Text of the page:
Film Reviews
Photo courtesy of Janus Films.

Director Alexandre O. Philippe has crafted two unusual documentaries: “Lynch/Oz,” a film divided into six chapters and “The Taking.” Each has different, offscreen analysts expounding on their interpretations of film connections and ideas. Addressing David Lynch’s surrealist cinematic adventures, the touchstone is “The Wizard of Oz,” which, based on research, Philippe asserts is the “most influential movie ever made.”

He further maintains that interrogating Lynch’s “visual language and leitmotifs,” obsessively informed by “Oz,” might crack “the code of that singular fairy tale’s hold on the American psyche . . . America’s dreams, aspirations, and fears.” Philippe accurately confirms in this film through interview excerpts that Lynch resists interpreting his own films. Years ago I attended a Cannes Film Festival press conference with Lynch, at which he made that reluctance abundantly clear. Nevertheless, undeterred, “Lynch/Oz” pursues analysis with quite mixed results.

The nonstop film clips, often in split screen, present various striking comparisons and contrasts, both visually and thematically, from Lynch’s work. “The Wizard of Oz’s” influence, acknowledged by him, is extensive, though that film itself marries many archetypal ideas. Thus the “Lynch/Oz” narrators’ commentary alternates between insightful and superficial, engaging and annoying with jumbled sequences in terms of any clear organization.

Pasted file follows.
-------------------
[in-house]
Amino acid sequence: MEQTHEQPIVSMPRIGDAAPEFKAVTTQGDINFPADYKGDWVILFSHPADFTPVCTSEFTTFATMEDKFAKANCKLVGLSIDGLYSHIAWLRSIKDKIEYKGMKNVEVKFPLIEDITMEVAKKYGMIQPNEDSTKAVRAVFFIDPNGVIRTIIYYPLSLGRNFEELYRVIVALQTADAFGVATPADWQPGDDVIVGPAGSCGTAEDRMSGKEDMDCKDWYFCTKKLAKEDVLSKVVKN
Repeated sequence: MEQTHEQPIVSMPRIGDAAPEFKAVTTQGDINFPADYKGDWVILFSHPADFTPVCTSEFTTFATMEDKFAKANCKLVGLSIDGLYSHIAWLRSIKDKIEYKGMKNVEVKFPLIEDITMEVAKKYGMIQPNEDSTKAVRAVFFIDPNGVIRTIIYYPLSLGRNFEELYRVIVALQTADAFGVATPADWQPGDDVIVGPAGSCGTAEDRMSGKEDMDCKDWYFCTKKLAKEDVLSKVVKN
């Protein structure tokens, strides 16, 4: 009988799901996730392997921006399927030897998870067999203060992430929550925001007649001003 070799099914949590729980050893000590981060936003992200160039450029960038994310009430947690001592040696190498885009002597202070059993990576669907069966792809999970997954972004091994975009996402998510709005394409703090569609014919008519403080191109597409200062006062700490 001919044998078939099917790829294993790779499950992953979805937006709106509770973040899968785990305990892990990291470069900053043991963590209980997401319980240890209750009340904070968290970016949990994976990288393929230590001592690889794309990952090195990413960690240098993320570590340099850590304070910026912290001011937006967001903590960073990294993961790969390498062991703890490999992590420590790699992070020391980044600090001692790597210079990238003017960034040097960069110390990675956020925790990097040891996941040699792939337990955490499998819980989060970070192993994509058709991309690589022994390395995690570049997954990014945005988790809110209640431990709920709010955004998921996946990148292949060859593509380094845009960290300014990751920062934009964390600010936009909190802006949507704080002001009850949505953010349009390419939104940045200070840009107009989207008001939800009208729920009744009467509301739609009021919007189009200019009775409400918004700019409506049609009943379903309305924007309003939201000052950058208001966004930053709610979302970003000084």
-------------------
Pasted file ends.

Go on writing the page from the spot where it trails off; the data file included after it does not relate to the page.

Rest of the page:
Similarly, writer/director Philippe’s “The Taking” consists of strings of film clips, here focused on Monument Valley. That puts director John Ford’s obsessive appropriation of that Valley’s buttes and valleys front and center as, again, voiceover narrators, unidentified until the end credits, critique the by-now realization that Ford and others shamefully misrepresented Indians, the real West, and sovereign Navajo/Diné land. A reminder of the mythic inventions and reinforced fantasy is worthwhile, but the eclectic choice of clips and stream of consciousness unfurling here undermine the important message.

“The Taking” screens Thursday, July 13, at 7:30; “Lynch/Oz” Friday, July 14, through Sunday, July 16, both at Webster University’s Winifred Moore auditorium at 7:30 each of those evenings. For more information, you may visit the film series website.

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